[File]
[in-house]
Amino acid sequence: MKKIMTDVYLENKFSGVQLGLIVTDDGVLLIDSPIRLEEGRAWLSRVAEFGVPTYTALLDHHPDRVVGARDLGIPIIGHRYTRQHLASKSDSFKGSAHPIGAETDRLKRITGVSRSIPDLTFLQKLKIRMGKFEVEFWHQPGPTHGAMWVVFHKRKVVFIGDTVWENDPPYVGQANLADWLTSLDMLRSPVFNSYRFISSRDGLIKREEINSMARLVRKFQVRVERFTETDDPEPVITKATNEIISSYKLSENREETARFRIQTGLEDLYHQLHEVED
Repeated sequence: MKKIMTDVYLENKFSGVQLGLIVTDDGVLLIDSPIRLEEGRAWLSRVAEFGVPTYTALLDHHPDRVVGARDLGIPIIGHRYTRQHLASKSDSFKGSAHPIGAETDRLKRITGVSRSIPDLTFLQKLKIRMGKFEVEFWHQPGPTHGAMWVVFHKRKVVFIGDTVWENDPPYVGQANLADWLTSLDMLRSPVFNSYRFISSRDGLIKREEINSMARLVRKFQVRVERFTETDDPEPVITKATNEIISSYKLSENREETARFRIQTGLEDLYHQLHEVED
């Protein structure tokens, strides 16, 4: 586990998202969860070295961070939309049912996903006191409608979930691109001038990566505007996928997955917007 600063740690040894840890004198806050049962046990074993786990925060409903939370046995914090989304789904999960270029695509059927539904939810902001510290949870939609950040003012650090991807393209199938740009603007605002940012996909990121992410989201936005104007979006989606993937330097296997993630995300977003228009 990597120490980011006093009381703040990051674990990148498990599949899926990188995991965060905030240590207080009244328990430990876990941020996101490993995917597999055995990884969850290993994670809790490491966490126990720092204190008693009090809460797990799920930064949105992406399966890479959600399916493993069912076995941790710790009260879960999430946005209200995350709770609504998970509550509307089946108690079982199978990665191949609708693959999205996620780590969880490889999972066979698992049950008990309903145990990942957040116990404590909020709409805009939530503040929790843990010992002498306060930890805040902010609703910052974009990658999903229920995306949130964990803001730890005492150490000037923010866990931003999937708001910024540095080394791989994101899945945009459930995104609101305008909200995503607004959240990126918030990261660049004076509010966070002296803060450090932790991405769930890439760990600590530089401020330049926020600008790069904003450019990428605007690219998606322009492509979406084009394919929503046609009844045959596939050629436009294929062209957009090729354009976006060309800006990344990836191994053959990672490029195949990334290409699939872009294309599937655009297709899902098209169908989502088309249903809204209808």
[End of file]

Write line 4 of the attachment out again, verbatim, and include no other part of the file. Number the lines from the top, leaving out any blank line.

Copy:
């Protein structure tokens, strides 16, 4: 586990998202969860070295961070939309049912996903006191409608979930691109001038990566505007996928997955917007 600063740690040894840890004198806050049962046990074993786990925060409903939370046995914090989304789904999960270029695509059927539904939810902001510290949870939609950040003012650090991807393209199938740009603007605002940012996909990121992410989201936005104007979006989606993937330097296997993630995300977003228009 990597120490980011006093009381703040990051674990990148498990599949899926990188995991965060905030240590207080009244328990430990876990941020996101490993995917597999055995990884969850290993994670809790490491966490126990720092204190008693009090809460797990799920930064949105992406399966890479959600399916493993069912076995941790710790009260879960999430946005209200995350709770609504998970509550509307089946108690079982199978990665191949609708693959999205996620780590969880490889999972066979698992049950008990309903145990990942957040116990404590909020709409805009939530503040929790843990010992002498306060930890805040902010609703910052974009990658999903229920995306949130964990803001730890005492150490000037923010866990931003999937708001910024540095080394791989994101899945945009459930995104609101305008909200995503607004959240990126918030990261660049004076509010966070002296803060450090932790991405769930890439760990600590530089401020330049926020600008790069904003450019990428605007690219998606322009492509979406084009394919929503046609009844045959596939050629436009294929062209957009090729354009976006060309800006990344990836191994053959990672490029195949990334290409699939872009294309599937655009297709899902098209169908989502088309249903809204209808």